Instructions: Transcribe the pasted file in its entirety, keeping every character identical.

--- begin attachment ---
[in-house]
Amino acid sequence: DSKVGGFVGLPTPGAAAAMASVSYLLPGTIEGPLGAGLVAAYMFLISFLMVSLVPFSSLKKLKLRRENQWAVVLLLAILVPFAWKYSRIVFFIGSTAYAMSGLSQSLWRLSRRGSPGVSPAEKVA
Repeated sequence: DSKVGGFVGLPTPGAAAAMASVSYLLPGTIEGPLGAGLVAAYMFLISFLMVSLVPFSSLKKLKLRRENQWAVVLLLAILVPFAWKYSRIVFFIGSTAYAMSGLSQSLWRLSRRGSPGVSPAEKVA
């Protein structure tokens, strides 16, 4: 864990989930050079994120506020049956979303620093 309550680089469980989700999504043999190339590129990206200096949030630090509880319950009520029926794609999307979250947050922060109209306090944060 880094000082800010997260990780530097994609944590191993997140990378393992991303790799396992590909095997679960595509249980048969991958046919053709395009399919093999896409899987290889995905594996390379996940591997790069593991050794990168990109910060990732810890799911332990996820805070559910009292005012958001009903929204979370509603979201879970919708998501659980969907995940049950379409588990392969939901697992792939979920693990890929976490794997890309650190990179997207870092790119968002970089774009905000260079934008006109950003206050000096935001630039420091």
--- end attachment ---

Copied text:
[in-house]
Amino acid sequence: DSKVGGFVGLPTPGAAAAMASVSYLLPGTIEGPLGAGLVAAYMFLISFLMVSLVPFSSLKKLKLRRENQWAVVLLLAILVPFAWKYSRIVFFIGSTAYAMSGLSQSLWRLSRRGSPGVSPAEKVA
Repeated sequence: DSKVGGFVGLPTPGAAAAMASVSYLLPGTIEGPLGAGLVAAYMFLISFLMVSLVPFSSLKKLKLRRENQWAVVLLLAILVPFAWKYSRIVFFIGSTAYAMSGLSQSLWRLSRRGSPGVSPAEKVA
């Protein structure tokens, strides 16, 4: 864990989930050079994120506020049956979303620093 309550680089469980989700999504043999190339590129990206200096949030630090509880319950009520029926794609999307979250947050922060109209306090944060 880094000082800010997260990780530097994609944590191993997140990378393992991303790799396992590909095997679960595509249980048969991958046919053709395009399919093999896409899987290889995905594996390379996940591997790069593991050794990168990109910060990732810890799911332990996820805070559910009292005012958001009903929204979370509603979201879970919708998501659980969907995940049950379409588990392969939901697992792939979920693990890929976490794997890309650190990179997207870092790119968002970089774009905000260079934008006109950003206050000096935001630039420091």